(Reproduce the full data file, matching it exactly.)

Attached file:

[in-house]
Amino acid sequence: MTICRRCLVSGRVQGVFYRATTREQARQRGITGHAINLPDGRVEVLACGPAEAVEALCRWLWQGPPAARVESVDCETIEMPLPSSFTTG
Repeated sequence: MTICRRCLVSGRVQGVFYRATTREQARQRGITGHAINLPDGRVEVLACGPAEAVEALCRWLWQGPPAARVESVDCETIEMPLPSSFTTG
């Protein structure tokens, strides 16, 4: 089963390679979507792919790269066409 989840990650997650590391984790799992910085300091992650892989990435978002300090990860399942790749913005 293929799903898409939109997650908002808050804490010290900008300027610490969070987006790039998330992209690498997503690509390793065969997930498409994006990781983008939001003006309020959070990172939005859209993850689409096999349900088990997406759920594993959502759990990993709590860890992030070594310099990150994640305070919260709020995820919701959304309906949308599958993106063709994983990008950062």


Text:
[in-house]
Amino acid sequence: MTICRRCLVSGRVQGVFYRATTREQARQRGITGHAINLPDGRVEVLACGPAEAVEALCRWLWQGPPAARVESVDCETIEMPLPSSFTTG
Repeated sequence: MTICRRCLVSGRVQGVFYRATTREQARQRGITGHAINLPDGRVEVLACGPAEAVEALCRWLWQGPPAARVESVDCETIEMPLPSSFTTG
């Protein structure tokens, strides 16, 4: 089963390679979507792919790269066409 989840990650997650590391984790799992910085300091992650892989990435978002300090990860399942790749913005 293929799903898409939109997650908002808050804490010290900008300027610490969070987006790039998330992209690498997503690509390793065969997930498409994006990781983008939001003006309020959070990172939005859209993850689409096999349900088990997406759920594993959502759990990993709590860890992030070594310099990150994640305070919260709020995820919701959304309906949308599958993106063709994983990008950062």